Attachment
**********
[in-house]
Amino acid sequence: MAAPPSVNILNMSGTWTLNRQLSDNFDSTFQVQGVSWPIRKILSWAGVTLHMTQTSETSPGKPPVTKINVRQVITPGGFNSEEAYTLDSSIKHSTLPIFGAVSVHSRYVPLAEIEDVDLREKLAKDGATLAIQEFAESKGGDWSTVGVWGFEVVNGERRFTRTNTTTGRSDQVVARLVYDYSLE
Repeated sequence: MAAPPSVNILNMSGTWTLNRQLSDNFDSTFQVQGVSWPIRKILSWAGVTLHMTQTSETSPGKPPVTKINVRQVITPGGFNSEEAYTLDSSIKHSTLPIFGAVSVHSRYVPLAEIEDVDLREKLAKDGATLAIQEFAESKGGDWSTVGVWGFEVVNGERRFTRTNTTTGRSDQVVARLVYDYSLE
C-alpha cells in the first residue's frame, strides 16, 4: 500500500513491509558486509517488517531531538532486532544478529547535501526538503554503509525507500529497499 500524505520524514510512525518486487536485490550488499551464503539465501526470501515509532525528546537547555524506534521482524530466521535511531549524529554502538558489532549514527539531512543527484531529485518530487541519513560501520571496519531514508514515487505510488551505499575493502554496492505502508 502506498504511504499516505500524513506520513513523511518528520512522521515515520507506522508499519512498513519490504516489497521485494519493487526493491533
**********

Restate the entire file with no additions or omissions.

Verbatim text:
[in-house]
Amino acid sequence: MAAPPSVNILNMSGTWTLNRQLSDNFDSTFQVQGVSWPIRKILSWAGVTLHMTQTSETSPGKPPVTKINVRQVITPGGFNSEEAYTLDSSIKHSTLPIFGAVSVHSRYVPLAEIEDVDLREKLAKDGATLAIQEFAESKGGDWSTVGVWGFEVVNGERRFTRTNTTTGRSDQVVARLVYDYSLE
Repeated sequence: MAAPPSVNILNMSGTWTLNRQLSDNFDSTFQVQGVSWPIRKILSWAGVTLHMTQTSETSPGKPPVTKINVRQVITPGGFNSEEAYTLDSSIKHSTLPIFGAVSVHSRYVPLAEIEDVDLREKLAKDGATLAIQEFAESKGGDWSTVGVWGFEVVNGERRFTRTNTTTGRSDQVVARLVYDYSLE
C-alpha cells in the first residue's frame, strides 16, 4: 500500500513491509558486509517488517531531538532486532544478529547535501526538503554503509525507500529497499 500524505520524514510512525518486487536485490550488499551464503539465501526470501515509532525528546537547555524506534521482524530466521535511531549524529554502538558489532549514527539531512543527484531529485518530487541519513560501520571496519531514508514515487505510488551505499575493502554496492505502508 502506498504511504499516505500524513506520513513523511518528520512522521515515520507506522508499519512498513519490504516489497521485494519493487526493491533